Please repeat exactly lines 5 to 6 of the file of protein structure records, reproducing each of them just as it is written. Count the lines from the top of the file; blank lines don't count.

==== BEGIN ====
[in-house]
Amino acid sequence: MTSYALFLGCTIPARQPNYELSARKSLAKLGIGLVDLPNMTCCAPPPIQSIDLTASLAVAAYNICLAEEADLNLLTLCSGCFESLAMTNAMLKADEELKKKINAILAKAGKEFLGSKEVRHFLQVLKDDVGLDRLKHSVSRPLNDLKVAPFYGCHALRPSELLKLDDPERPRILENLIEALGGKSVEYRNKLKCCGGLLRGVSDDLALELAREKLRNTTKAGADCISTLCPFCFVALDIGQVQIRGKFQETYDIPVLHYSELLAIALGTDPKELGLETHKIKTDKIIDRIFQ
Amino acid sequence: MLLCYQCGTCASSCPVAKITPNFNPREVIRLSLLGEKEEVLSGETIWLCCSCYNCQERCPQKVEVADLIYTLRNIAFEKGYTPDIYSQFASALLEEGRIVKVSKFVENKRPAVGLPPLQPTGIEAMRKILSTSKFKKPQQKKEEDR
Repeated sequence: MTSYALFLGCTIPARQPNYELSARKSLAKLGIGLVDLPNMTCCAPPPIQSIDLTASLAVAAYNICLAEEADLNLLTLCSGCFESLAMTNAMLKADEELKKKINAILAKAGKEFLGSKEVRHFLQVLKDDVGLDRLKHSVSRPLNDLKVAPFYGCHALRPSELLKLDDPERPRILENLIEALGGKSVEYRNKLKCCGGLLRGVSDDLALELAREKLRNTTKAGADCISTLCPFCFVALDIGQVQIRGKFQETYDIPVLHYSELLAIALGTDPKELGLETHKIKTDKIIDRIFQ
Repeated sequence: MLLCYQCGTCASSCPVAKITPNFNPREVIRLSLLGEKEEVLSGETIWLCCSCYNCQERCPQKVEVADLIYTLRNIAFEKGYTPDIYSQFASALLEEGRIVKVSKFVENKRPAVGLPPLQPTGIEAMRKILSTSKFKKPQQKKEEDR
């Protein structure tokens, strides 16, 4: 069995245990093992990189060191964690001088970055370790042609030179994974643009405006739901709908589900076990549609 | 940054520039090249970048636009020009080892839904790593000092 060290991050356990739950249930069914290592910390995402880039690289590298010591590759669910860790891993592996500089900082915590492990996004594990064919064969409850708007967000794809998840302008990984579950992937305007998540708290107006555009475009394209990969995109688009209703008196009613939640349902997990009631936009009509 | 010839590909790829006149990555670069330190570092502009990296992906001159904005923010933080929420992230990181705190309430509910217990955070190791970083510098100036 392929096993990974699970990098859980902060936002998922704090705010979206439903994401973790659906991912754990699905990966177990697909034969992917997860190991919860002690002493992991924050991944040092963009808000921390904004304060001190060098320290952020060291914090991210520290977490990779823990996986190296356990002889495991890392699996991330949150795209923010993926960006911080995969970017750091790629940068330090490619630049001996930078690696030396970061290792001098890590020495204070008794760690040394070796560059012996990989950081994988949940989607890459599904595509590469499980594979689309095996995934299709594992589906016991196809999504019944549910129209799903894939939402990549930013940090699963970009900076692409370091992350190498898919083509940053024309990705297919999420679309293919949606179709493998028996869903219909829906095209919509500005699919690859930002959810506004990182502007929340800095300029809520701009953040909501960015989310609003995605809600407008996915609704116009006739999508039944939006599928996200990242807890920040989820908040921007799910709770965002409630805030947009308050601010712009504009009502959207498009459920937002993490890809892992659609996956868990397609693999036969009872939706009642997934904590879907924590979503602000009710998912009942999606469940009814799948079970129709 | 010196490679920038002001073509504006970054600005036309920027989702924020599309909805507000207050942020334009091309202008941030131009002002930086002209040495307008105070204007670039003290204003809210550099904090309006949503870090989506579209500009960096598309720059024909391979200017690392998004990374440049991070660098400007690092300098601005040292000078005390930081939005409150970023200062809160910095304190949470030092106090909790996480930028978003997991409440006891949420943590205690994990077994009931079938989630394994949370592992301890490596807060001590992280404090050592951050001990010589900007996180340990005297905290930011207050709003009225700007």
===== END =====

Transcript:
Repeated sequence: MLLCYQCGTCASSCPVAKITPNFNPREVIRLSLLGEKEEVLSGETIWLCCSCYNCQERCPQKVEVADLIYTLRNIAFEKGYTPDIYSQFASALLEEGRIVKVSKFVENKRPAVGLPPLQPTGIEAMRKILSTSKFKKPQQKKEEDR
């Protein structure tokens, strides 16, 4: 069995245990093992990189060191964690001088970055370790042609030179994974643009405006739901709908589900076990549609 | 940054520039090249970048636009020009080892839904790593000092 060290991050356990739950249930069914290592910390995402880039690289590298010591590759669910860790891993592996500089900082915590492990996004594990064919064969409850708007967000794809998840302008990984579950992937305007998540708290107006555009475009394209990969995109688009209703008196009613939640349902997990009631936009009509 | 010839590909790829006149990555670069330190570092502009990296992906001159904005923010933080929420992230990181705190309430509910217990955070190791970083510098100036 392929096993990974699970990098859980902060936002998922704090705010979206439903994401973790659906991912754990699905990966177990697909034969992917997860190991919860002690002493992991924050991944040092963009808000921390904004304060001190060098320290952020060291914090991210520290977490990779823990996986190296356990002889495991890392699996991330949150795209923010993926960006911080995969970017750091790629940068330090490619630049001996930078690696030396970061290792001098890590020495204070008794760690040394070796560059012996990989950081994988949940989607890459599904595509590469499980594979689309095996995934299709594992589906016991196809999504019944549910129209799903894939939402990549930013940090699963970009900076692409370091992350190498898919083509940053024309990705297919999420679309293919949606179709493998028996869903219909829906095209919509500005699919690859930002959810506004990182502007929340800095300029809520701009953040909501960015989310609003995605809600407008996915609704116009006739999508039944939006599928996200990242807890920040989820908040921007799910709770965002409630805030947009308050601010712009504009009502959207498009459920937002993490890809892992659609996956868990397609693999036969009872939706009642997934904590879907924590979503602000009710998912009942999606469940009814799948079970129709 | 010196490679920038002001073509504006970054600005036309920027989702924020599309909805507000207050942020334009091309202008941030131009002002930086002209040495307008105070204007670039003290204003809210550099904090309006949503870090989506579209500009960096598309720059024909391979200017690392998004990374440049991070660098400007690092300098601005040292000078005390930081939005409150970023200062809160910095304190949470030092106090909790996480930028978003997991409440006891949420943590205690994990077994009931079938989630394994949370592992301890490596807060001590992280404090050592951050001990010589900007996180340990005297905290930011207050709003009225700007």